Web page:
At the recent Jewish Community Relations Council legislative event in Boston honoring Massachusetts Gov. Baker and other officials, the governor spoke about his experience visiting Yad Vashem in Jerusalem and walking through the timeline from the early 1900s through the Holocaust in a way that explained dramatically what led up to it and how it happened. He made the point that it was not a sudden thing at all, but rather, in his words, a “drip, drip, drip” over many years.
What we fear we are now seeing here is the beginning—or perhaps even the continuation of—that “drip, drip, drip.” It is not simply the rise in anti-Semitic incidents; it is not simply the anti-Semitic and anti-Israel materials that have been showing up in the public schools; it is not simply the BDS movement and their allies or the anti-Israel demonstrations or the United Nations.
And now, in addition, what we view with increasing alarm are the anti-Israel and anti-Semitic tropes and views surfacing at the highest federal level of government among members of our own U.S. Congress, where elected officials who do recognize those tropes and statements for the threat and danger and anti-Semitism that they are could not successfully pass a motion in opposition without having to water it down. Without having to generalize it to include all forms of bias and hatred, despite the fact that the sole impetus for the resolution in the first place was only in response to expressed anti-Israel and anti-Jewish statements.
Frankly, that is frightening. What for many years in this country, particularly in the years following the Holocaust, was a “given” is now being questioned, undermined and compromised by groups and elected officials at every level of government.
We have no doubt that our communal organizations, and in particular, the JCRC and the Anti-Defamation League, are aware of this and concerned as we are about it, and are diligently strategizing and working hard to deal with these threats. That is not enough. The general Jewish public at large needs to be alerted and aware of this, mobilized to pay attention to it and to act—both by speaking up and speaking out, and by supporting the communal organizations that defend us and represent us, including this newspaper, which, ever since its founding by Theodor Herzl in 1902, has been vigilant about alerting and informing the community on these issues through two world wars, the Holocaust and the establishment of the State of Israel.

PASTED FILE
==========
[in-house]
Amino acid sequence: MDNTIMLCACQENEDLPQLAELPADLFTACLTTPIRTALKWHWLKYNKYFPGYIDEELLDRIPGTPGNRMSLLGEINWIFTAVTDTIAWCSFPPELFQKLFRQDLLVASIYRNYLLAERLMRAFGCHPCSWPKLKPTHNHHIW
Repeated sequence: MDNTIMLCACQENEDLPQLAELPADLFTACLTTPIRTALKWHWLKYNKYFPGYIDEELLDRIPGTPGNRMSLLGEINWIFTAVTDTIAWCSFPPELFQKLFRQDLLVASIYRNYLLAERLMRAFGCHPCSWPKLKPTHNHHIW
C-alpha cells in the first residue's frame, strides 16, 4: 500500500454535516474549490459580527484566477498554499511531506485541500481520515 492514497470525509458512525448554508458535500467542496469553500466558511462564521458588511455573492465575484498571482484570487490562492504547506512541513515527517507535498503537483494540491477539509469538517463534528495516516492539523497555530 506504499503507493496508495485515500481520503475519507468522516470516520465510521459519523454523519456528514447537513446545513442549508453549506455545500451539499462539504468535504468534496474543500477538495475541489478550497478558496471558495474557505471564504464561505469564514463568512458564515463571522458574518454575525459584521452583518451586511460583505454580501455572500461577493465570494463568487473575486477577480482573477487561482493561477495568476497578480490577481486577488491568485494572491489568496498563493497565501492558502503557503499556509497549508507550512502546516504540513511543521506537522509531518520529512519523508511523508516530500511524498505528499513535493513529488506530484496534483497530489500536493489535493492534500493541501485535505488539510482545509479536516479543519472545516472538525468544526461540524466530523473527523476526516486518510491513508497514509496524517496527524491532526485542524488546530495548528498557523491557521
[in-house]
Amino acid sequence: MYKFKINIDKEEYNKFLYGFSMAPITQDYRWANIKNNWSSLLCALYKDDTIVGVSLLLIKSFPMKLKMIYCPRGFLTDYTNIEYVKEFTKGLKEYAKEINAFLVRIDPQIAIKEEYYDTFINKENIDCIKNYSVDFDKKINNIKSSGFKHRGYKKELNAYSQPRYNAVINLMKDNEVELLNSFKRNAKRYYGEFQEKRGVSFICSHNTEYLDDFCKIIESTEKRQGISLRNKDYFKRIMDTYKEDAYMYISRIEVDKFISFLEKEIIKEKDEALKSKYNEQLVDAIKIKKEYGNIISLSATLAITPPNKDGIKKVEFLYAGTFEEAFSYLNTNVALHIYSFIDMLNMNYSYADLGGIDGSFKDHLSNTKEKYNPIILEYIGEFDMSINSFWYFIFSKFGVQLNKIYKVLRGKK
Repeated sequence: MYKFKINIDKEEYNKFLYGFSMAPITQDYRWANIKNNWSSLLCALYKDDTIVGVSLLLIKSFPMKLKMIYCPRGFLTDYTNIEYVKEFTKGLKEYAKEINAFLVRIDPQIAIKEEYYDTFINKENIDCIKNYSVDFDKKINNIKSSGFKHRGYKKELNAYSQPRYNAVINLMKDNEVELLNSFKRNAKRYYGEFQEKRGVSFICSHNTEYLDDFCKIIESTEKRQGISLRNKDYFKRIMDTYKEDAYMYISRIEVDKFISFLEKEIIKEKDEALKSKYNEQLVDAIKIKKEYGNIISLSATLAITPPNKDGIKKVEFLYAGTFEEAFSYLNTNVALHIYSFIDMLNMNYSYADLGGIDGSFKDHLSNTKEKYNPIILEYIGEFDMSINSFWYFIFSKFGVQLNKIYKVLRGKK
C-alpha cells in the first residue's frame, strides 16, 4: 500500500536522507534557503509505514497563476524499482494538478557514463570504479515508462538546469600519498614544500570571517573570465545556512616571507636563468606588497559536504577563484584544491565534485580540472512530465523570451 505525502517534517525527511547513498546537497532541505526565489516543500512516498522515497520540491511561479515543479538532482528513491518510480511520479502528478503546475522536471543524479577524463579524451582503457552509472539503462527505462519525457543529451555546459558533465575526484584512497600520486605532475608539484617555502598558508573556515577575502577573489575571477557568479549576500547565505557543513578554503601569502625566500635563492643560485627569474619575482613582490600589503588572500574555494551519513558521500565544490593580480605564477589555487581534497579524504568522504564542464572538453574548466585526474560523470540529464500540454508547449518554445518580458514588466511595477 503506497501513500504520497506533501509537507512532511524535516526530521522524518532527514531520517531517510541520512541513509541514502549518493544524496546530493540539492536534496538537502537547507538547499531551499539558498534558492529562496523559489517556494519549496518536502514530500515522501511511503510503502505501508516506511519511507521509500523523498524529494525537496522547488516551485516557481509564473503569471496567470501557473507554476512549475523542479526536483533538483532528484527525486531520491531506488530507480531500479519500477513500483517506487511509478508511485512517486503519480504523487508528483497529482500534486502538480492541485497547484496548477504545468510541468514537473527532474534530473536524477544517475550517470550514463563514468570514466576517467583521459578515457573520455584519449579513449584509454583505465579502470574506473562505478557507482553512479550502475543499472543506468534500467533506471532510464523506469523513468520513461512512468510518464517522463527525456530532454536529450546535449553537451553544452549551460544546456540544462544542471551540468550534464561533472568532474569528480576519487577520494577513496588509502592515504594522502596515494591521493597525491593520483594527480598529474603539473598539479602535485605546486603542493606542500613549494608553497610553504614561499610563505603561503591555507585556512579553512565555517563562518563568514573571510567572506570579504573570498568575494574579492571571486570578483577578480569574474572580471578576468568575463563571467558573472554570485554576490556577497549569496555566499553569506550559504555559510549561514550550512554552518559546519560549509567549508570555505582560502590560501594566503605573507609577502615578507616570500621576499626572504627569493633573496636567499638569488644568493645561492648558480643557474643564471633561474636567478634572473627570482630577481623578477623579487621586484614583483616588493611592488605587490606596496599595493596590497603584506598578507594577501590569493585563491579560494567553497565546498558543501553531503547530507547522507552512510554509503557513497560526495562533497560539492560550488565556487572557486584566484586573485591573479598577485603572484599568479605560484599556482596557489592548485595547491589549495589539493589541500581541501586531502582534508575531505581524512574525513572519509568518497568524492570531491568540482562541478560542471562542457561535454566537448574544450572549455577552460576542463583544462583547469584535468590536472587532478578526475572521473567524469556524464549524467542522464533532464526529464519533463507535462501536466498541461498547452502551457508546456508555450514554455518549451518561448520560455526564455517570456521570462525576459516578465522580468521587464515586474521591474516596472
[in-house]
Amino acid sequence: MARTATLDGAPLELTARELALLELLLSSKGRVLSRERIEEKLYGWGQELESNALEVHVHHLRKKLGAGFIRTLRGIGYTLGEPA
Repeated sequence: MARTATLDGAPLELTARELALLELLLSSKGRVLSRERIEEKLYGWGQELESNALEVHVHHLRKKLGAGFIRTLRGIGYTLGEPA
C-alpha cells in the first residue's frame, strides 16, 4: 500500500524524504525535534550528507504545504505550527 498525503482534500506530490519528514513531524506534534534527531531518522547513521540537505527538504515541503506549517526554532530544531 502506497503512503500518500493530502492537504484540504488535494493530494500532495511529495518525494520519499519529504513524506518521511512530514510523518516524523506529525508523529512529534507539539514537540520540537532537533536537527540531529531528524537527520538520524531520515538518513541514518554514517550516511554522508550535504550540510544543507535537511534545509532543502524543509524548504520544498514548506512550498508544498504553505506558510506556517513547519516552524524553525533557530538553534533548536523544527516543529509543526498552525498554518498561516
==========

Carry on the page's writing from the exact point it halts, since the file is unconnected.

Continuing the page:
We now know all too well the skepticism of those in Germany, in Britain and indeed throughout Europe in the late 1930s and early 1940s, and of those in France and elsewhere in Europe just these past few years who incontrovertibly knew without any question of a doubt that “it can’t happen here.”
Well, history has shown otherwise. Yes, it can. Yes, it can even happen here in our beloved United States of America. It can happen anywhere. As the Seder Haggadah of the Passover holiday a little more than a month away teaches us, “In each and every generation, there are those who seek to eradicate us.”
Ultimately, in the very worst-case scenario, all of our vigilance, action and efforts may not stem the tide from the building “drip, drip, drip” over years or perhaps even generations. We certainly do not want to cry wolf or participate in fear-mongering. We truly hope that it will not—that it cannot—that it is inconceivable that it could happen here. But neither can we bury our heads in the sand and ignore the threat and danger of this current ongoing “drip, drip, drip.”
Grand Rabbi Y.A. Korff is publisher of the Boston Jewish Advocate.